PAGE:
The following morning, patients were sent home with either a therapeutic or placebo nCPAP machine, according to the randomization schedule. All patients had telephone access to specialist nurses (blind to the randomization). At 4 weeks, the patients were readmitted for an identical series of tests and blood sampling. The cumulative time from the clock in the nCPAP machine was used to calculate mean nightly use over the month.

The overall severity of the OSA in the patients on placebo nCPAP was not altered by the use of a sub-therapeutic pressure [6]. All subjects were changed to therapeutic nCPAP at the end of the trial month, which fell within the normal NHS waiting time for treatment. The study received approval from the local ethics committee (COREC number 96.127) and all subjects gave their informed consent. It was funded partly by the NHS Executive (Anglia and Oxford), grant number HSR/UOX/0296/72, and partly from internal charitable funds.

Statistical analysis

  1. Top of page
  2. Abstract
  3. Introduction
  4. Methods
  5. Patients
  6. Analytical techniques
  7. Protocol
  8. Statistical analysis
  9. Results
  10. Discussion
  11. Baseline correlation with obstructive sleep apnoea severity
  12. Baseline correlations with obesity
  13. Treatment effects
  14. Gonadal axis
  15. Adrenal hormones.
  16. Conclusions
  17. Conflict of interest statement
  18. Acknowledgements
  19. References

All data were entered into SPSS (version 7.5.1) and analysed using Pearson's correlation coefficients, paired and unpaired t-tests as appropriate. Results were normally distributed. Paired t-tests were used to look at the individual effects of placebo or active nCPAP. Unpaired t-tests were used to compare endocrine changes in hormone levels between groups. Stepwise multiple linear regression analysis was used to examine the independent effects of OSA, after adjusting for obesity.

Results

  1. Top of page
  2. Abstract
  3. Introduction
  4. Methods
  5. Patients
  6. Analytical techniques
  7. Protocol
  8. Statistical analysis
  9. Results
  10. Discussion
  11. Baseline correlation with obstructive sleep apnoea severity
  12. Baseline correlations with obesity
  13. Treatment effects
  14. Gonadal axis
  15. Adrenal hormones.
  16. Conclusions
  17. Conflict of interest statement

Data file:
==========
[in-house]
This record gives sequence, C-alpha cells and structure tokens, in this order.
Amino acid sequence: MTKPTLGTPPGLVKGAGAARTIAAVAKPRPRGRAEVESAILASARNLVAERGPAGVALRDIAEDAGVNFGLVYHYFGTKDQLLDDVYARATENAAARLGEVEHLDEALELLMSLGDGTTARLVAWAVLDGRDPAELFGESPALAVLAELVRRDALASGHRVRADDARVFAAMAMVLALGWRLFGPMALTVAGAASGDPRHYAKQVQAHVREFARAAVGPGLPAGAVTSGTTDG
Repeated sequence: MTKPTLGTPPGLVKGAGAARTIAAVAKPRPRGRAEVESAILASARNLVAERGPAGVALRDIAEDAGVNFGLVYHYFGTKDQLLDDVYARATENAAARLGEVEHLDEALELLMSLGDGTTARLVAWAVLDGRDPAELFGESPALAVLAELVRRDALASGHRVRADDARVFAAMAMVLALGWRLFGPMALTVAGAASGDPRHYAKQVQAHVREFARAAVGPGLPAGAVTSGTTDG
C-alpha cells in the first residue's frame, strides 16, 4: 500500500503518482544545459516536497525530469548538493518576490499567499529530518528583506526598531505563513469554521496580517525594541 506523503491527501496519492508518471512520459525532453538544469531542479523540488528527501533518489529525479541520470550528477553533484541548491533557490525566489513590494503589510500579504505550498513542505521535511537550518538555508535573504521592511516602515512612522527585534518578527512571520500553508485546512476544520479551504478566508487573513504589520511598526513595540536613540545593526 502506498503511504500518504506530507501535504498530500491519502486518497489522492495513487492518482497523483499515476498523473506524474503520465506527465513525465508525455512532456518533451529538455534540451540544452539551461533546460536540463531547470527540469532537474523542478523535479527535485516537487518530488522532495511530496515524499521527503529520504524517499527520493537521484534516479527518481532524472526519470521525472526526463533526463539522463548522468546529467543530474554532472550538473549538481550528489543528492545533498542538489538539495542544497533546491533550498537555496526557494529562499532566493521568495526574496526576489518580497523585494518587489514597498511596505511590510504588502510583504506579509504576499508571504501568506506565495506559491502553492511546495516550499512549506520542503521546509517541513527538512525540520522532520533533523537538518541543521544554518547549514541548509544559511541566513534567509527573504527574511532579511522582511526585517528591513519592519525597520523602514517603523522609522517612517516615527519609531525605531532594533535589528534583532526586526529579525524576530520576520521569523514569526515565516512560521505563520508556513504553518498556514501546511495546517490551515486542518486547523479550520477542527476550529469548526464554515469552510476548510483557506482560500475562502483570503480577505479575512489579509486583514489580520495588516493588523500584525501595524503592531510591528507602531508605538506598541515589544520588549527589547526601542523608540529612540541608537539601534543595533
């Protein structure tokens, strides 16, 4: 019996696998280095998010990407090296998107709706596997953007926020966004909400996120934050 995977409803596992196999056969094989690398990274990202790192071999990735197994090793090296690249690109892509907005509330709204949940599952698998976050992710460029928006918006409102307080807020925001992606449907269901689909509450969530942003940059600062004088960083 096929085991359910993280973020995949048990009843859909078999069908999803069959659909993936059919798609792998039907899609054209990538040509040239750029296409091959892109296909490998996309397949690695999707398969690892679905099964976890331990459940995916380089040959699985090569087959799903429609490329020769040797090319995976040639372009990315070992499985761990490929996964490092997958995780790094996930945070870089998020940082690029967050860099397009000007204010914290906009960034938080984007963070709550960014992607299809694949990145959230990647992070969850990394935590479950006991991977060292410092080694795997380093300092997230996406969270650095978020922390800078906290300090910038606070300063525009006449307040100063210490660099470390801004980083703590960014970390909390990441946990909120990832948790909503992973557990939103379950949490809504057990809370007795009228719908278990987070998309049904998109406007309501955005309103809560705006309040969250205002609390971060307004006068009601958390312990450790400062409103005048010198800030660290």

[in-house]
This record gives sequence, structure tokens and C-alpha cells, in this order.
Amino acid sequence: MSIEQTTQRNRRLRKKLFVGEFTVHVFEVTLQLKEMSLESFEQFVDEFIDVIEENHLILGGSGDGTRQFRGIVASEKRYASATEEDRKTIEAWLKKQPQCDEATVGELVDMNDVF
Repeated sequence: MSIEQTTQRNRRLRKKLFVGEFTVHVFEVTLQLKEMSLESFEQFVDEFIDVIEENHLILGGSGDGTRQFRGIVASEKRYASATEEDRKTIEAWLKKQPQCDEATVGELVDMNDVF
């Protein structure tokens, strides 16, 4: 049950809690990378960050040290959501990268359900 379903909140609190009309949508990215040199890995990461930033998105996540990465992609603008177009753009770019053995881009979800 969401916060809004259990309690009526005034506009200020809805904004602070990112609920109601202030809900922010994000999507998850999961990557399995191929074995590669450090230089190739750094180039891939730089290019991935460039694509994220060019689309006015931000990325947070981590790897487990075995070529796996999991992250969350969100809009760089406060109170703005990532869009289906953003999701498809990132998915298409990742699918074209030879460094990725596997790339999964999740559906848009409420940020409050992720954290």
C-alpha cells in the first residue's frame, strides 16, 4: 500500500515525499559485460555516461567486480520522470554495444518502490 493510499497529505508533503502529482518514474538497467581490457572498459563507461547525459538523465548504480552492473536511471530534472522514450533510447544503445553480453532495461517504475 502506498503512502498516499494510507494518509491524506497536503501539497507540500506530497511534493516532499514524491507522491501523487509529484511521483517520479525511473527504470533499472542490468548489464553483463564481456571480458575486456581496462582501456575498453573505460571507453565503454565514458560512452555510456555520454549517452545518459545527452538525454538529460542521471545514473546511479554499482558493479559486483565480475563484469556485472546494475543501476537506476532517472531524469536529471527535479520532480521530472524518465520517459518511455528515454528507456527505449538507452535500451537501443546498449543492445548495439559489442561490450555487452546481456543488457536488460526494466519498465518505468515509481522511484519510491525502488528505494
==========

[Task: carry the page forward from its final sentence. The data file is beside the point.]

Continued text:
18. Acknowledgements
  19. References

During the recruitment period 172 eligible patients were identified, of whom 65 patients were excluded because of the following reasons: 34 refused, seven were judged to be mentally impaired, 14 chose alternative therapies, eight needed urgent treatment and two entered a different study. Six patients did not attend the 1-month follow-up (four placebo, two active) and were excluded from the analysis. Therefore, a total of 101 patients (49 placebo, 52 active) completed the trial. A small number of blood samples were of inadequate volume to allow complete analysis; however the lowest number of paired (pre- and post-intervention) samples available for any particular analysis was 84. General baseline characteristics of the two groups were comparable and are reported in greater detail elsewhere [6].

Use of nCPAP by both groups was similar [4.6 h per night (SD 2.4) versus 5.4 h per night (SD 1.6) placebo and treatment groups, respectively]. There were large increases in SF-36 scores in both groups – reflecting improvement in perceived quality of life. Most significantly, the ‘energy and vitality’ dimension rose from 33.9 (SD 17.5) to 50.9 (20.5) in the placebo group (P < 0.0001) and from 35.4 (22.4) to 73.0 (17.0) in the active group (P < 0.0001). The full SF-36 data have been reported in a previous publication [6]. The similar use of nCPAP by the two groups and the marked placebo response strongly suggests that patients remained blinded to their treatment allocation.

Table 1 shows the correlations between baseline hormone levels and initial OSA severity (quantified from the number of greater than 4% SaO2 dips per hour, desaturation index) as well as endocrine correlation to obesity (kg m−2). LH, FSH, testosterone, SHBG and the free T4 correlated significantly with baseline OSA severity. In linear regression analysis the only positive correlations with obesity were testosterone and renin. Prior allowance for obesity lowered the correlation between testosterone and OSA severity from 0.44 (P < 0.001) to 0.34, but which still remained significant (P = 0.002).

Table 1.  Hormone levels: correlation with OSA severity and obesity
HormoneCorrelation with OSA severity (>4% SaO2 dips per hour)P-value Correlation with obesity (kg m−2)P-value
  1. NS, not significant.

LH−0.240.024−0.210.037
FSH−0.300.004−0.17NS (0.07)
Prolactin−0.02NS−0.04NS
Testosterone−0.44<0.001−0.49<0.001
SHBG−0.300.006−0.18NS (0.08)
TSH0.04NS0.06NS
Free T4−0.230.037−0.16NS
Cortisol0.02NS−0.13NS
Aldosterone0.18NS0.16NS
Renin0.06NS0.210.039
IGF-1−0.10NS0.00NS

Table 2 shows the hormone levels before and after placebo and active nCPAP intervention. In addition, P-values of unpaired t-test comparing the change in treatment between the two treatment groups have been calculated. Many of the analysed hormones undergo diurnal variation in secretion, and hence strictly timed blood sampling allowed direct comparison of the values obtained on both occasions. The reference intervals of these hormones from each analysing laboratory have been included.

Table 2.  Hormone levels before and after treatment
Results are mean and SDReference rangeSham NCPAPActive NCPAPSham/ active differences P-value
PrePostP-valuePrePostP-value
  1. Results are mean (SD).

  2. aReference range quoted at 09.00 hours. bReference range quoted to include recumbent and up to 12.00 hours. cReference range quoted to include recumbent and after 30 min erect. dReference range quoted for 40–60-year-old subjects.